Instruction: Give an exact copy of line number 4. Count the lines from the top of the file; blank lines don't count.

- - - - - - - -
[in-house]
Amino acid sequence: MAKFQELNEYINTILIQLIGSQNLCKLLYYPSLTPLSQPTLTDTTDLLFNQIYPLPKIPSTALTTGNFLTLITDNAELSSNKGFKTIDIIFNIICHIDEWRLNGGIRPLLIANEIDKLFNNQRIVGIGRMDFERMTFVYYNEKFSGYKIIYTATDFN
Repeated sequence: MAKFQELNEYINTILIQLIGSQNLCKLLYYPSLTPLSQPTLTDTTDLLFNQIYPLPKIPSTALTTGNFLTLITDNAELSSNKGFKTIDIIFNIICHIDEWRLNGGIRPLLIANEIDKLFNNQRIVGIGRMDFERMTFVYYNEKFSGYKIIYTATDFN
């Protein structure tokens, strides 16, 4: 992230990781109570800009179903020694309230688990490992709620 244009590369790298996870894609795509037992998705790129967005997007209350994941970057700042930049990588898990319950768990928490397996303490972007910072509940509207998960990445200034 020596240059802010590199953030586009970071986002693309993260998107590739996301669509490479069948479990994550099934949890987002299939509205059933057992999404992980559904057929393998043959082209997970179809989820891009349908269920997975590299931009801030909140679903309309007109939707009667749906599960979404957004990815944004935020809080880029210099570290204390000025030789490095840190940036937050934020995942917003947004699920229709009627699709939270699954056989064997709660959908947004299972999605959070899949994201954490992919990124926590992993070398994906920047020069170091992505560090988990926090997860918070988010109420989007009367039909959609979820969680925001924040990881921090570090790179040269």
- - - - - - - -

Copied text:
């Protein structure tokens, strides 16, 4: 992230990781109570800009179903020694309230688990490992709620 244009590369790298996870894609795509037992998705790129967005997007209350994941970057700042930049990588898990319950768990928490397996303490972007910072509940509207998960990445200034 020596240059802010590199953030586009970071986002693309993260998107590739996301669509490479069948479990994550099934949890987002299939509205059933057992999404992980559904057929393998043959082209997970179809989820891009349908269920997975590299931009801030909140679903309309007109939707009667749906599960979404957004990815944004935020809080880029210099570290204390000025030789490095840190940036937050934020995942917003947004699920229709009627699709939270699954056989064997709660959908947004299972999605959070899949994201954490992919990124926590992993070398994906920047020069170091992505560090988990926090997860918070988010109420989007009367039909959609979820969680925001924040990881921090570090790179040269």